Railroad museum preserves downtown history

Minot traces its early days to the railroad and the downtown. So it’s appropriate that a railroad museum in downtown Minot is preserving some of that history.

The museum offers a look at trains, tools and technology over the years, but it also offers a section of maps and written histories of various aspects of the city’s early business districts and neighborhoods.

The Railroad Museum of Minot organized in 1986, establishing its first office in Town & Country Center. In 1996, the museum purchased a former lumberyard building between the tracks of Burlington Northern Santa Fe and Canadian Pacific Railroad tracks in downtown Minot.

The building was vacant when acquired by the museum, which cleaned and renovated before opening to the public in 1998. The museum board has attempted to portray the building as historically as possible, said facility manager Roger Burchill. There’s also been a move toward interactive and visitor-friendly exhibits.

“When I first came here, it wasn’t kid-friendly at all. Now it’s more hands-on,” Burchill said. “We want to get more activity in here. We want to draw more people in.”

The museum has hosted a wedding reception, and a caboose is being refurbished to handle birthday parties.

Space has been prepared in the entry for a simulator that will enable visitors to view a train ride from an engineer’s perspective. Burchill said it is uncertain when the simulator might be added, but the board is working on it.

The museum has displays throughout its entry and main floor and has begun setting up displays on a second floor. More recent additions include a children’s room and model train display.

In 2011, a stairway, original to the building, was reopened for public use. It is lit with lanterns from the 1920s obtained from a former bank.

Other improvements also lie ahead. The museum hoped to finish over winter a new street scene display to include a Northern Pacific baggage cart from about 1920. It plans to exhibit signal towers once their tall masts can be restored at a height to fit into a room with only a 14-foot ceiling.

There’s always a need for energetic volunteers to assist with the physical labor in renovating space and helping with displays, Burchill said.

Next year, plans are to turn a storage area into office space and archives. Another area is scheduled to become a board room, but for now it is the site of a rummage sale each Saturday. Proceeds go to repairing the Magic City Express, the flood-damaged 2/5 scale model train that the museum operates in Roosevelt Park, giving visitors rides during the summer.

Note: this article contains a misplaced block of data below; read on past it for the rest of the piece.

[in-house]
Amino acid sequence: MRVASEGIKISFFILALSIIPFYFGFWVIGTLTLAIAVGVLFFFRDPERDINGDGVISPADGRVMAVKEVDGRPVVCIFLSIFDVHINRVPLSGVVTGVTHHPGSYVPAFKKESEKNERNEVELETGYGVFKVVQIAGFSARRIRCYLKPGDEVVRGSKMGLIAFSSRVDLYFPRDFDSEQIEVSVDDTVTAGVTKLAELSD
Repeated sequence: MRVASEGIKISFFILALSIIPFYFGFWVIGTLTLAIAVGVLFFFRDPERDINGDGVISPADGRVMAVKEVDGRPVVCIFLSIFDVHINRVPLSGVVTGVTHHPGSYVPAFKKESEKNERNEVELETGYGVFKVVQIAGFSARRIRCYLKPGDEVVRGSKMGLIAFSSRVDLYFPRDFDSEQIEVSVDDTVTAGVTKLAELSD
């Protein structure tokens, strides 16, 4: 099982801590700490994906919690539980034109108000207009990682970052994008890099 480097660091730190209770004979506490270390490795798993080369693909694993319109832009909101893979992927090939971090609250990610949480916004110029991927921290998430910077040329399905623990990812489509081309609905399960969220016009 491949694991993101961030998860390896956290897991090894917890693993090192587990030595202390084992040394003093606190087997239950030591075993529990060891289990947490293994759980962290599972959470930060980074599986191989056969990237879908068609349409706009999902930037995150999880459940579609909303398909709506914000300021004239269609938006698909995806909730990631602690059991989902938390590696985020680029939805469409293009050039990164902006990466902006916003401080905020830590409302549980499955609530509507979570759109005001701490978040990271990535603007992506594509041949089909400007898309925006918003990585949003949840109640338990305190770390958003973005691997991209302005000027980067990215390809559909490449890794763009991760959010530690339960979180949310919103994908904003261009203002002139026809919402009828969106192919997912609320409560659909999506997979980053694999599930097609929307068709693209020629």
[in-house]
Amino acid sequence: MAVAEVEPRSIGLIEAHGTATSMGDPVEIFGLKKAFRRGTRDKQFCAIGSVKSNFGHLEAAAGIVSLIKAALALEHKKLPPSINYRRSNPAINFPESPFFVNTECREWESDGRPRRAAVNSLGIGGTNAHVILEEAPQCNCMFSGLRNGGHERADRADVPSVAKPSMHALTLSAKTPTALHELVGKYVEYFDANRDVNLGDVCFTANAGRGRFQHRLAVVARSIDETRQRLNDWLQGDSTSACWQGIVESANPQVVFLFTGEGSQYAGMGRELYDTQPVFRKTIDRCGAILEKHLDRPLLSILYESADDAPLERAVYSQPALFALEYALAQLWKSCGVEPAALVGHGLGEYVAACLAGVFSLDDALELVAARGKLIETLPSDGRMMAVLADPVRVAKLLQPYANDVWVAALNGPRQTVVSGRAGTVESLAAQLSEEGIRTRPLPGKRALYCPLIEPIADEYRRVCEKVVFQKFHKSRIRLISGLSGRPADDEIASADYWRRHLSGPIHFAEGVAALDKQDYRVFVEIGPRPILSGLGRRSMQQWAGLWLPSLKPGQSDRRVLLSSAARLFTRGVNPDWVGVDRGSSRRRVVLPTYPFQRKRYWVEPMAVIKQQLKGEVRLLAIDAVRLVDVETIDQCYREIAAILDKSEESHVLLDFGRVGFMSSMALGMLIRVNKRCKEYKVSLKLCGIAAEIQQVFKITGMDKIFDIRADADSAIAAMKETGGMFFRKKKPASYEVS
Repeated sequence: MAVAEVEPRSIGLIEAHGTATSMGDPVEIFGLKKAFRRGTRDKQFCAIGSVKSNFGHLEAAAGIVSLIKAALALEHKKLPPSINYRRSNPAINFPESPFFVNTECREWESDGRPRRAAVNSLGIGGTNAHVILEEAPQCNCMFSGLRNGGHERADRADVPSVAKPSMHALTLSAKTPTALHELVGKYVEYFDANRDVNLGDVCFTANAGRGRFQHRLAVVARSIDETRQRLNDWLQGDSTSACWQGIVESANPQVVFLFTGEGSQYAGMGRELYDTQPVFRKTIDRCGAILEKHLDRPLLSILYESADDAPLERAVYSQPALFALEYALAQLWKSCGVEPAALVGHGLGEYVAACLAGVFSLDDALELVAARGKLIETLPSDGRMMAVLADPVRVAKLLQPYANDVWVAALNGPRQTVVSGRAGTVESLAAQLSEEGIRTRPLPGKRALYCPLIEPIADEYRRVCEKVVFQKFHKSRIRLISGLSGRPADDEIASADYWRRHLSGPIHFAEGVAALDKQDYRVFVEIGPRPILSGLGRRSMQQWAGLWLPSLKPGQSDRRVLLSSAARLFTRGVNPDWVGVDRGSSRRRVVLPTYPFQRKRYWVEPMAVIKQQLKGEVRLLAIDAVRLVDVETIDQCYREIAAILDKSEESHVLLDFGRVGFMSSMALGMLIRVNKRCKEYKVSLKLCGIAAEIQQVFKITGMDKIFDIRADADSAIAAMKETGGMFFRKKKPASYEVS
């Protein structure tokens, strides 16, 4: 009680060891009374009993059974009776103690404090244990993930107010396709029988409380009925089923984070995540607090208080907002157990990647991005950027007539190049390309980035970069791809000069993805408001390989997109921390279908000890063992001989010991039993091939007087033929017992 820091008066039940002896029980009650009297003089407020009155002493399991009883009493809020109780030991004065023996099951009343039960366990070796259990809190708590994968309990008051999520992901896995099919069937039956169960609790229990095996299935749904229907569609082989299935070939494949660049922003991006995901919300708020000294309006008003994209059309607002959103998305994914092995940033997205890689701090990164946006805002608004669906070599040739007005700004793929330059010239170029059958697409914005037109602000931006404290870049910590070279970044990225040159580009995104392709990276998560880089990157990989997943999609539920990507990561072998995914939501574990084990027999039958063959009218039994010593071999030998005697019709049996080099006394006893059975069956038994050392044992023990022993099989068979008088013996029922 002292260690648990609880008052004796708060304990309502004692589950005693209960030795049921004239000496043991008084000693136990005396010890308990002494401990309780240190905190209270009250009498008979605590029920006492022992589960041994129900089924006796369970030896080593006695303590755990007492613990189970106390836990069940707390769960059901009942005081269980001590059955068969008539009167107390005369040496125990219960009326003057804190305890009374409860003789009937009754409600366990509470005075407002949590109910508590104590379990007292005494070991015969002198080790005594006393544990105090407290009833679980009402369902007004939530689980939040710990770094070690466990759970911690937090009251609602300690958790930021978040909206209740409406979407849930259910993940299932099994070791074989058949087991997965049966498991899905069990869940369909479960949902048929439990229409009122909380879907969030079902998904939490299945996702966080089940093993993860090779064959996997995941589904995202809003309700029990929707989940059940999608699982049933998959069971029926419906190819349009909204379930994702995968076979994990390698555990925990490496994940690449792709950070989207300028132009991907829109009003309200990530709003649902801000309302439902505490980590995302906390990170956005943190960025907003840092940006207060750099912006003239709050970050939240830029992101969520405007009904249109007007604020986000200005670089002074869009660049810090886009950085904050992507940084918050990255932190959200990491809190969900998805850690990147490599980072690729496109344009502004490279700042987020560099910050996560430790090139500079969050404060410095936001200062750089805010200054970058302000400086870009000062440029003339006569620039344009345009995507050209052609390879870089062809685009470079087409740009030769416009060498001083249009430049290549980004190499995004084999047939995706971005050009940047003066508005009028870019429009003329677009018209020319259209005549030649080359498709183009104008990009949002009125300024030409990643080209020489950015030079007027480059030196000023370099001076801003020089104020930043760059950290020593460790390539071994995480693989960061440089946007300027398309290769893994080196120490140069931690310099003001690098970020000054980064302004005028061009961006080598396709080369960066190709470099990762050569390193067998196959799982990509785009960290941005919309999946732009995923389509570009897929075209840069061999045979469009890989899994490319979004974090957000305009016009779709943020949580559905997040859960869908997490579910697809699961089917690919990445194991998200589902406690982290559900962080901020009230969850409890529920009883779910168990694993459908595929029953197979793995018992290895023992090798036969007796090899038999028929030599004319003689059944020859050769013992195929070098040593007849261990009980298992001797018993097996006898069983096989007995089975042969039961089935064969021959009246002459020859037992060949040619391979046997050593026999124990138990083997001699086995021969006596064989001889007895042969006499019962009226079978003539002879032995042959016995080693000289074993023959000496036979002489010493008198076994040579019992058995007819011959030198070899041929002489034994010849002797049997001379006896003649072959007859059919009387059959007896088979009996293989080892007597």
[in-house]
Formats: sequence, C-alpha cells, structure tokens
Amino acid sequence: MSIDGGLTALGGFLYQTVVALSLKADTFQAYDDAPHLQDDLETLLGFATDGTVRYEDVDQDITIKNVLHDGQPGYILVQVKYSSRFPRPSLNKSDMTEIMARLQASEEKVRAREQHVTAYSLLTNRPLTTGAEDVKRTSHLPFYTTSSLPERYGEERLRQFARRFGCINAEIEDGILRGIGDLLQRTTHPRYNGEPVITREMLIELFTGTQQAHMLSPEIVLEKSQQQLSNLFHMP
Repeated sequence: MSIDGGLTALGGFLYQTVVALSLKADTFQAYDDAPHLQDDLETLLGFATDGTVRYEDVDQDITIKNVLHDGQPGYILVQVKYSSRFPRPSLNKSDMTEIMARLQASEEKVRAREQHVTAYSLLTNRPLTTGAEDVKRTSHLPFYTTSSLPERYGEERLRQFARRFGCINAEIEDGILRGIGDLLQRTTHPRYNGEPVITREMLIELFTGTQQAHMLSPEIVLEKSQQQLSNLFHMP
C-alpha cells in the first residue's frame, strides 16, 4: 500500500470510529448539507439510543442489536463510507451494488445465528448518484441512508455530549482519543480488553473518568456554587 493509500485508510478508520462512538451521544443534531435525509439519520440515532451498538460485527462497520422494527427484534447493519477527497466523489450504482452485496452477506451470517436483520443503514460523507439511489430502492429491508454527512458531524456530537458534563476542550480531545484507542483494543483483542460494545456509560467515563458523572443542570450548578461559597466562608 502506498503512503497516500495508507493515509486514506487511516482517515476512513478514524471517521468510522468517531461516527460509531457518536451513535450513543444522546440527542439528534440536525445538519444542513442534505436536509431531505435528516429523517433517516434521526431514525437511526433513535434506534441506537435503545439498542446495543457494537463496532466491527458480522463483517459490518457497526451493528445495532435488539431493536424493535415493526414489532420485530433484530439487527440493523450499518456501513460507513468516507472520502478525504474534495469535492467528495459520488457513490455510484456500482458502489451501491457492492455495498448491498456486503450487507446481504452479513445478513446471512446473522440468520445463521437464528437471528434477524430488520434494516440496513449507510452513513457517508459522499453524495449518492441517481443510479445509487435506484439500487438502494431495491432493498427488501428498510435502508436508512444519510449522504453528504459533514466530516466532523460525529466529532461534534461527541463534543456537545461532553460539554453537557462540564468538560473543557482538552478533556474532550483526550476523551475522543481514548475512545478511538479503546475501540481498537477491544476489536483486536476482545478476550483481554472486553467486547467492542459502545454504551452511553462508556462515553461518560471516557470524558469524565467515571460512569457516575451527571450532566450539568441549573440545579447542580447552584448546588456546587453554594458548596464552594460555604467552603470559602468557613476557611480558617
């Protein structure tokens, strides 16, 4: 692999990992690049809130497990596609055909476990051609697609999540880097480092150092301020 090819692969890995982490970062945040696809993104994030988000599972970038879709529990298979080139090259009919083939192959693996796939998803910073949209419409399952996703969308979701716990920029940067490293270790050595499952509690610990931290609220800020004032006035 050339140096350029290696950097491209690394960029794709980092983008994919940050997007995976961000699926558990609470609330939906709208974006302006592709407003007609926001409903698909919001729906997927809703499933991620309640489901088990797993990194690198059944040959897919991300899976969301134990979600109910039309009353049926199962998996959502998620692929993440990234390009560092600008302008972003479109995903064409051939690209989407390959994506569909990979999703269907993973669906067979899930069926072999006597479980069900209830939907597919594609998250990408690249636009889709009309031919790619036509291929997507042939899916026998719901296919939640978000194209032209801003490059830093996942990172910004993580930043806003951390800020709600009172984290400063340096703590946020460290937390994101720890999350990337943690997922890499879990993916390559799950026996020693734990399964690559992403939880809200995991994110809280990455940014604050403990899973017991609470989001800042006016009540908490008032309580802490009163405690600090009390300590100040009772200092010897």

Burchill said the museum has millions of items, many of them waiting to be prepared for exhibit. The museum has received donations of memorabilia representing more than 100 years of steam and diesel railroading. It also has a research library and a rotating, monthly display area for collectors to show their items railroad-themed or not.

The building’s exterior also is scheduled for future work. Plans are to remove the facade from the front of the exterior to restore the building to more of its original look.

The building was constructed in 1911 by Piper-Howe Lumber Company, which merged with Midwest Lumber and added on in 1933. In 1948, the company sold to Great Plains Supply Co. From 1963 until the 1990s, Dakota Drug operated out of the building. Mon-Dak Chemical, a second-hand store, boat store and a karaoke stage also were part of the building at various times.

The museum, located in one of the oldest sections of downtown, has a display of maps showing downtown Minot from 1918 to 2011. A popular section of the museum, the maps are accompanied by binders filled with information and photos related to downtown’s former theaters, auto dealerships, lumberyards, fires and more.

The most memorable fire occurred in 1947 at Westland Oil, located on Third Street Northeast. The heat was so intense that it blew a tanker car into the air, sending it crashing into the neighboring Bridgeman Creamery.

“The burning oil actually got down into the sewer line and went into the river. The river was burning all the away down to the zoo,” Burchill said.

But the 1928 fire at International Oil at 101-2nd St. NE was an even bigger fire, he said. Other fires included an opera house in 1923, the Waverly Hotel in 1943, the Grand Hotel in 1960, Peavey Flour Co. in 1966 and Robertson Lumber on Christmas Eve in 1975. The cause of the Robertson fire, suspected as arson, remains unknown to this day.

In some cases, new buildings sprang up from the ashes. As the downtown changed, some older buildings were removed to create parking lots. Businesses also started moving away from downtown, beginning with lumber companies in the 1960s and several auto dealerships that all were gone from downtown by the 1980s. The 1980s began to toll the death knell for downtown.

In 1982, the downtown lost Woolworths, Montgomery Ward and Ellison department stores. Penney’s had left a few years before and Sears had been gone since 1966.

Preserved images displayed at the museum show a different downtown, with awnings hanging from store fronts along Main Street and trees shading the sidewalk at intersections. In the 1960s there were stores such as Bader’s and Buttery’s for women’s clothing, Jay’s and Shark’s men’s stores and S.S. Kresge, the forerunner of Kmart. Many of the downtown stores had lunch counters, frequented by business people, shoppers and high school students on their lunch breaks, Burchill recalled.

Today’s downtown favors specialty shops and professional offices. To the observant, there’s still signs of the old days on buildings sporting faded lettering of business long gone. And the trains still rumble by.